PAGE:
that would be my goal. but, you know, it's a holistic thing. you say it's 1.8 million people, mothers, grandmothers, grandkids, babies. how do you get them all out? which way do you go? individual or as a group? how do you do it? >> we can't underestimate the importance of the personal success stories, right? i mean it goes back to the old analogy of the starfish and say, well, you know, you didn't save all the starfish. then you throw one starfish back, and you say it mattered to that one. that does matter. >> that's kamu by the way. >> and that does matter, right? honestly think about my own story, chris. i came up in neighborhoods that were chronically neglected, and the worst thing about it is that we all knew it. we all knew we were not part of a larger conversation, and there were people -- there were individuals, there were organizations that individually helped to pull me and pull my family and pull us to a different place than we were in before. but the truth is this. we're never going to cherry pick
our way out of a structural problem. the structural problem is poverty. the structural problem is whether you're talking about education, health, infrastructure, whether you're talking about transportation, whether you're talking about a variety of different issues, we have people in many cases through no fault of their own are born into a situation that we do have a collective responsibility to be able to address. >> come up with ideas. you got a great new post, sir. i hope we hear from you again. >> you will. >> wes moore, robin hood. when we return, let me finish tonight with trump watch. you're watching "hardball." two become one.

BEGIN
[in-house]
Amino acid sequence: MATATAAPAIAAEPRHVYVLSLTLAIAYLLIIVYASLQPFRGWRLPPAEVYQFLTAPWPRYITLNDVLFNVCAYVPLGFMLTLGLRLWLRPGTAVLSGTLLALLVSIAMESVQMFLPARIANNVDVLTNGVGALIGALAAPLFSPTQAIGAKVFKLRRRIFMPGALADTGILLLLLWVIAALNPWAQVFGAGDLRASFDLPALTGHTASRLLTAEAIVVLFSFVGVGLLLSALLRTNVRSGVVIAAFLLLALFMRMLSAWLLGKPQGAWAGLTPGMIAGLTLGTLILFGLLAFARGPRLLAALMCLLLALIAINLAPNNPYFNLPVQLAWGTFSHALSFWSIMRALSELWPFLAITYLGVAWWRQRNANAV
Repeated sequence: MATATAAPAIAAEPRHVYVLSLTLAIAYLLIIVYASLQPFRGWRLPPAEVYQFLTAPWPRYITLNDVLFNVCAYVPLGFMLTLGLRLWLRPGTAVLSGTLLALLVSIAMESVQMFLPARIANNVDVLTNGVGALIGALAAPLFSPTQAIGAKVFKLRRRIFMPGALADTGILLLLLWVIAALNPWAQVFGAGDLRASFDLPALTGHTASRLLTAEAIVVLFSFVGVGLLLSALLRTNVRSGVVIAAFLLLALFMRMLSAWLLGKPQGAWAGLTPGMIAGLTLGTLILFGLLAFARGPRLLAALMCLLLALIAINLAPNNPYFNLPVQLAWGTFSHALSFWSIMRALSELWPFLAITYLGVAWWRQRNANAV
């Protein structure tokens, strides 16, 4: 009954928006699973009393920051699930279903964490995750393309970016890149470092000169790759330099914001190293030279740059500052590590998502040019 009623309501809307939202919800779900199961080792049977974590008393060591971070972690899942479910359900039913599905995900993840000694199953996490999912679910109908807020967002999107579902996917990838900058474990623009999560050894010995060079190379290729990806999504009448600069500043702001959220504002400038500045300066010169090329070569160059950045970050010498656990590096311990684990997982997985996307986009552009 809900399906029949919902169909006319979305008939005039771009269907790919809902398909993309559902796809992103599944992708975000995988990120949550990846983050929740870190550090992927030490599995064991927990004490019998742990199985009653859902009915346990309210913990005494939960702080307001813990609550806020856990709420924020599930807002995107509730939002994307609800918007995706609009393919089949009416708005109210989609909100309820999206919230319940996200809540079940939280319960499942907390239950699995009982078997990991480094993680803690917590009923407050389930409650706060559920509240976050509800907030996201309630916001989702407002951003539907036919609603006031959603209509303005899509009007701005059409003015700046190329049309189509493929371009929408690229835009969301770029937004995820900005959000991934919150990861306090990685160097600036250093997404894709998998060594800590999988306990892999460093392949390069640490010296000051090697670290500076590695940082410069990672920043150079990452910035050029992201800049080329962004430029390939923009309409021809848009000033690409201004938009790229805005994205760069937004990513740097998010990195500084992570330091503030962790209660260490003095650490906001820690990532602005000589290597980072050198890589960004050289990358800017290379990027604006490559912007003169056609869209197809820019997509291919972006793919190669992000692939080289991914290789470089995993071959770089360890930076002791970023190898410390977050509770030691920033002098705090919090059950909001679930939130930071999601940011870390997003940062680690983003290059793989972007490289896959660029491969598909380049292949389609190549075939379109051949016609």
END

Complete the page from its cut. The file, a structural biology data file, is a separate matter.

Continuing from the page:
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that cope ya of goods for the american people. the wealthy corporate types will go wow at the cut in rate. the wealthy overall will love his killing of the estate tax, which means lots of money staying in a few families for lots of generations. he will make everyone happy, i'll bet, with the simpler tax form, even me. i don't believe the tax forms should be so complicated that people are forced to hire accountants to do their taxes. if it's a requirement under the law to file taxes, then you could go to jail for not doing it, you should be able to obey that law yourself, not with loads of billable hours and a thick pile of supporting documents. i'm just saying. look, i've been through this with ronald reagan. cutting taxes is a hard move to fight. it's the republicans i expect who will do the initial fighting. they've spent history talking about the dangers of high deficits. they can see what trump is proposing here. they can stand with their principals or their leader. i've got a hunch it's not going to be their principles. it will be important to watch the democrat however, including
the progressives. will he h will they buckle to the tide of easy opinion and give away the store? and that's "hardball" for now. thin thanks for being with us. "all in" with chris hayes starts right now. tonight on "all in." >> the plan gets better and better and better. >> trumpcare rides again. >> and it's gotten really, really good, and a lot of people are liking it a lot. >> as the white house backs off yet another shutdown ultimatum, it agrees to gut even more patient protections and gets the freedom caucus endorsement. then the president's cliff's notes tax plan. >> i call it a magic unicorn. >> what we know about the trump wish list and how it would benefit him. >> will the president release his tax returns so that -- >> the president has no intention. plus senator